Best Waterproof Cameras 2018: Find your perfect summer holiday compact

You can drop it, freeze it, submerge it… You can even take pictures with it. We round up four of the best waterproof compact cameras currently available.

If you think your smartphone is good enough to capture the best bits of your summer holiday, think again. Not all of them feature a tough, rugged or waterproof design, and dropping them in the sand – or worse, the pool – could leave you with a costly repair or replacement bill when you get home.

So what’s the answer? Ruggedised compact cameras. Their robust designs and weather seals allow you to take them into a pool without giving it a second thought, and better still, they’re made to be virtually indestructible so you can hand them over to kids without worrying about damage.

In this round-up, we’ve pulled together four of the toughest compacts you can buy right now, from Canon, Nikon, Fujifilm and Olympus.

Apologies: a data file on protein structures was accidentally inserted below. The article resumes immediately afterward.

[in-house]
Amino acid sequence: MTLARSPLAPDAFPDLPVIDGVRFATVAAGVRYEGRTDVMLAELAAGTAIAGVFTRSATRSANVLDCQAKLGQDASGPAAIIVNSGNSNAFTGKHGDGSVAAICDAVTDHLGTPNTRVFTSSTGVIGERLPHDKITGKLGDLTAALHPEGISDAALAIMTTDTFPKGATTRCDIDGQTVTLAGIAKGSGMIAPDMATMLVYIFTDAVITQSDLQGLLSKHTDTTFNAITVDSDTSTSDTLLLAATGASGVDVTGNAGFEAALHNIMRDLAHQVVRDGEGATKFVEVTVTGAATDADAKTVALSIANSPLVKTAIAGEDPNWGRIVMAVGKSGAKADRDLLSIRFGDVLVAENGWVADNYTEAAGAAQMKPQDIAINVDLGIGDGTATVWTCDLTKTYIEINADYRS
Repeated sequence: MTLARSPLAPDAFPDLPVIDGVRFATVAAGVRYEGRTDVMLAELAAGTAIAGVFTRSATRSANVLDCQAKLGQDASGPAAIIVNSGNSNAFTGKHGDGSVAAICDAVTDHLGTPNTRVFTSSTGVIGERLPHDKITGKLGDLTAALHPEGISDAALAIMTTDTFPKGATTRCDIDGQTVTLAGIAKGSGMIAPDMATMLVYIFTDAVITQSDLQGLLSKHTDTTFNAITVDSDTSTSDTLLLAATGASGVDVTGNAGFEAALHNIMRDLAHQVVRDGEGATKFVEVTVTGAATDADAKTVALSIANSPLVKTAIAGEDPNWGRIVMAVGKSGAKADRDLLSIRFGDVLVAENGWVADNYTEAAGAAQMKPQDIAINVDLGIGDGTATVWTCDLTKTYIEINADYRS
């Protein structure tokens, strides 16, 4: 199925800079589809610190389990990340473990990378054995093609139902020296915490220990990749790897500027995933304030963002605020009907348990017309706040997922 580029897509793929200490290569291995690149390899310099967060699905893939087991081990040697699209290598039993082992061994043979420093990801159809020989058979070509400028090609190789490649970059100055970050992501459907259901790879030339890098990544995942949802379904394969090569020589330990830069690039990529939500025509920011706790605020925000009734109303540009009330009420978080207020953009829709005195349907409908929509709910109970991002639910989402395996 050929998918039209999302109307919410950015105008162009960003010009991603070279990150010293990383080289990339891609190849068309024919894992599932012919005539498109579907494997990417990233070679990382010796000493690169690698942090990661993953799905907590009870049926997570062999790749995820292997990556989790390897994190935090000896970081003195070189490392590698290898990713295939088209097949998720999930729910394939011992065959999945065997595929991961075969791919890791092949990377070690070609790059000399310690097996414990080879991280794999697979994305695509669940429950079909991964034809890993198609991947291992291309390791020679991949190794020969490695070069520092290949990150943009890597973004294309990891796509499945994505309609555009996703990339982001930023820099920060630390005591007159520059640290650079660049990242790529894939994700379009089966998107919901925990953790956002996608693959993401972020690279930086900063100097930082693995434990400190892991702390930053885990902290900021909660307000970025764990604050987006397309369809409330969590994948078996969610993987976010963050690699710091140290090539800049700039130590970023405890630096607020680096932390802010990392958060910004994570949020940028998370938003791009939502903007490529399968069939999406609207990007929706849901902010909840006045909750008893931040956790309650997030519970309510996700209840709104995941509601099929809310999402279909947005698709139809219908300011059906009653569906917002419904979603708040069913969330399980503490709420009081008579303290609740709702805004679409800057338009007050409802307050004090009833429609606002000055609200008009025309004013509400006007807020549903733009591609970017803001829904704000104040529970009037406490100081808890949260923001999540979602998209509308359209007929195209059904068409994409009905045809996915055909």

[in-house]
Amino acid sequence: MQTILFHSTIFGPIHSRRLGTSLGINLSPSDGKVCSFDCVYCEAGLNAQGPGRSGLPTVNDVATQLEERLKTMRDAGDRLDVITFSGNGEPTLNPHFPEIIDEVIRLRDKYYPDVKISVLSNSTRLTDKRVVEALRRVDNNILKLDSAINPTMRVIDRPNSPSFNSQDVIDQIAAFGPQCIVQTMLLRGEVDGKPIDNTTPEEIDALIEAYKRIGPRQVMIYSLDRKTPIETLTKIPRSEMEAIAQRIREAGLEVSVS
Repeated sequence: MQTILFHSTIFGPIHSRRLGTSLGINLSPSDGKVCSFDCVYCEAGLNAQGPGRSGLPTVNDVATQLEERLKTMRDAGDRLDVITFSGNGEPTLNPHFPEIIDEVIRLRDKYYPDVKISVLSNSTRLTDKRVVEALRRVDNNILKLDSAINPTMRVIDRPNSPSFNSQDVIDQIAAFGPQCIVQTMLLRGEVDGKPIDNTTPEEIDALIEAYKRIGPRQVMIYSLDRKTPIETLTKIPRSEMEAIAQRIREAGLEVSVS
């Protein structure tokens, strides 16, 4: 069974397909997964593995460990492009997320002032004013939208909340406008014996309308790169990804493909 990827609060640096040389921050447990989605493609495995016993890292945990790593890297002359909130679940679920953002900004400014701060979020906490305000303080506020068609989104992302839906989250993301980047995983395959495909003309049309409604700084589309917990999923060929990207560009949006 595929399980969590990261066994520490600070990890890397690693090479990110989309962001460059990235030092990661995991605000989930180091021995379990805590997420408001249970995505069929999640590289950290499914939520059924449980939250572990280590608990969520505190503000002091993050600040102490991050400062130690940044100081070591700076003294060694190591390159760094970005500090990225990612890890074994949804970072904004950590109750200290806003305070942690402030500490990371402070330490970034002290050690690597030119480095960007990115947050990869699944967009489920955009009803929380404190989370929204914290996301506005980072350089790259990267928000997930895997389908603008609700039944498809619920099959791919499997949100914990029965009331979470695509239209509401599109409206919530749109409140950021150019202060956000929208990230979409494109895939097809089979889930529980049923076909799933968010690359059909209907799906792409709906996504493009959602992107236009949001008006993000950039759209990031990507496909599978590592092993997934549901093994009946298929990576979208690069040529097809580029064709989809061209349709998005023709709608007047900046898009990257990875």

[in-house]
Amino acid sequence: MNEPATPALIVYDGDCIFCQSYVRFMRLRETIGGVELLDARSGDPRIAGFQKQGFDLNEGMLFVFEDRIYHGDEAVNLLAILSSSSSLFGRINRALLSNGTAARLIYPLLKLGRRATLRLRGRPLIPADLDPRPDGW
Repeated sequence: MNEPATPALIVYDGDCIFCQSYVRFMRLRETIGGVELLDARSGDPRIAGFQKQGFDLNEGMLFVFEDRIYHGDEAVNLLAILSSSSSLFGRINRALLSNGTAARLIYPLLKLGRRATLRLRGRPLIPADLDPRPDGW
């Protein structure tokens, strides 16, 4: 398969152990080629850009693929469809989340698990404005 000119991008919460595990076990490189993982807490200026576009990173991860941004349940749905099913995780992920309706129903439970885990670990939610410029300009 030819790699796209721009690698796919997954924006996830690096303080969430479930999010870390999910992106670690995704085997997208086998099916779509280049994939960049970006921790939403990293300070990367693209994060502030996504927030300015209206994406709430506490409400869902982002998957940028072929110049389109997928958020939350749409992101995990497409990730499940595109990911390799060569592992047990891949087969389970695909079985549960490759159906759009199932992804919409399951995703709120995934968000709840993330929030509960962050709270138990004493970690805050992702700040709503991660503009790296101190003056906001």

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Waterproof compactsFrom left to right, the Nikon AW130, Fujifilm XP120, Olympus Tough TG-5 and Canon D30

Waterproof compact camera jargon explained

Sensor: Compared with DSLRs and mirrorless cameras that feature large sensors, the tough compacts in this round up feature much smaller 1/2.3-inch sensors. This is the smallest sensor that’s commonly used in cameras today. For snapshots in good lighting conditions the results are perfectly acceptable, but they can start to show their weakness in low light and don’t offer much in the way of highlight/shadow recovery.

Wi-Fi: You’ll find Wi-Fi connectivity features on most but not all tough compacts. If you’d like to transfer images wirelessy to a mobile device before sharing them via social media or email look for one that’s Wi-Fi equipped. The manufacturers apps vary in their levels of sophistication. Some will allow you to take remote control of the camera and fire the shutter directly from the app.

Variable aperture: All the compacts in this round up have what are known as “variable aperture lenses” and you’ll often find this printed on the body or close to the lens. For example f/2.0-f/4.9 will be noted on the lens barrel as 1:2.0-4.9. In this instance the 2.0 and 4.9 figures refer to the maximum and minimum aperture the lens can achieve at either end of the zoom range.